Potential impact of COVID-19 pandemic
UKRI recognises that the COVID-19 pandemic has caused major interruptions and disruptions across our communities and is committed to ensuring that individual applicants and their wider team, including partners and networks, are not penalised for any disruption to their career(s) such as breaks and delays, disruptive working patterns and conditions, the loss of on-going work, and role changes that may have been caused by the pandemic.
UKRI acknowledges that it is a challenge for applicants to determine the future impacts of COVID-19 while the pandemic continues to evolve. Applications should be based on the information available at the point of submission and, if applicable, the known application specific impacts of COVID-19 should be accounted for. Where known impacts have occurred, these should be highlighted in the application, including the assumptions/information at the point of submission. There is no need to include contingency plans for the potential impacts of COVID-19. Requests for travel both domestically and internationally can be included in accordance to the relevant scheme guidelines, noting the above advice.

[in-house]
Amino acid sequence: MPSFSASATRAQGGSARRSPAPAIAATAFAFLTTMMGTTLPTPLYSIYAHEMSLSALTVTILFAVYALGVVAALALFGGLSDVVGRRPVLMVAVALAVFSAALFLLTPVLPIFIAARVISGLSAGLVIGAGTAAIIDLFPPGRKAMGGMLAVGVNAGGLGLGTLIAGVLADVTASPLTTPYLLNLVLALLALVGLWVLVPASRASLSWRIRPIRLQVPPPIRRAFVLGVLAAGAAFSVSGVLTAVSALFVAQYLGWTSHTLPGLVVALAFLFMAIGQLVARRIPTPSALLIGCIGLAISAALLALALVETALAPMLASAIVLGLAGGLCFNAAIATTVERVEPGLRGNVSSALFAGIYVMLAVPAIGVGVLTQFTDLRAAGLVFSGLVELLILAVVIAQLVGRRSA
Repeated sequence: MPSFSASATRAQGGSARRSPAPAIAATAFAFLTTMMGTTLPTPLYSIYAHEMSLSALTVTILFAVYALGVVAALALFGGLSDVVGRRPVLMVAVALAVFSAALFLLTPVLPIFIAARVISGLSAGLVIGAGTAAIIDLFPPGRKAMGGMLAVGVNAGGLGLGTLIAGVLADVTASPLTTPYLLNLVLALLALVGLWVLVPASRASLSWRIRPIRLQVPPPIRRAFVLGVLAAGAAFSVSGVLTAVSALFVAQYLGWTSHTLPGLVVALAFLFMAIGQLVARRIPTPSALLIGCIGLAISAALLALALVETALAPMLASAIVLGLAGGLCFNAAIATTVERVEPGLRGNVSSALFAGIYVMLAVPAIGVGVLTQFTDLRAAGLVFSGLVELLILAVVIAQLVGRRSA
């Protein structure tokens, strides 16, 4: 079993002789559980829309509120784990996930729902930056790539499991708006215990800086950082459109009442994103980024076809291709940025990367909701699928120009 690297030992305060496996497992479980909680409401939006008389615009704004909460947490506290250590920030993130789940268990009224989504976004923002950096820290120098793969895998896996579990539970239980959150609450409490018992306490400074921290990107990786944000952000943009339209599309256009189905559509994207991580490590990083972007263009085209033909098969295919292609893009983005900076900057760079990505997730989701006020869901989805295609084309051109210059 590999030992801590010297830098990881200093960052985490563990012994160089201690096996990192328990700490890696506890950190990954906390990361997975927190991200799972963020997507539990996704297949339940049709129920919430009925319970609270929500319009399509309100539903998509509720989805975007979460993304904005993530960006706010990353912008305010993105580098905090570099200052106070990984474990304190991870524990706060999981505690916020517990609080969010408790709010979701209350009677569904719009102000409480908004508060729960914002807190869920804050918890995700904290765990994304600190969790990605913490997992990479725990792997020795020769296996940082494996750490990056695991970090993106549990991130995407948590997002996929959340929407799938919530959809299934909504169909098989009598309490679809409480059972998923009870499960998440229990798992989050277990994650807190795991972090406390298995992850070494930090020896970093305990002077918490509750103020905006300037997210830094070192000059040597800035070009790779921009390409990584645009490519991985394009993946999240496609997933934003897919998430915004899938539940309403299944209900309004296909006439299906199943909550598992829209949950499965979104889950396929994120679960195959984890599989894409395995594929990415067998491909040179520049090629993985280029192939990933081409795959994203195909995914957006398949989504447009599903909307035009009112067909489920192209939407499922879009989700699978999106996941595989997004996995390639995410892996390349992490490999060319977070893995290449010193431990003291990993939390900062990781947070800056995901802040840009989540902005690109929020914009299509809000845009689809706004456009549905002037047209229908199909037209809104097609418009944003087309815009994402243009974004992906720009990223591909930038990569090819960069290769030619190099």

Where an application is successful, any changes in circumstances that affect the proposal will be managed as a post-award issue.
How to apply
Application information can be found at the following link: How to apply
For queries related to the call, please contact firstname.lastname@example.org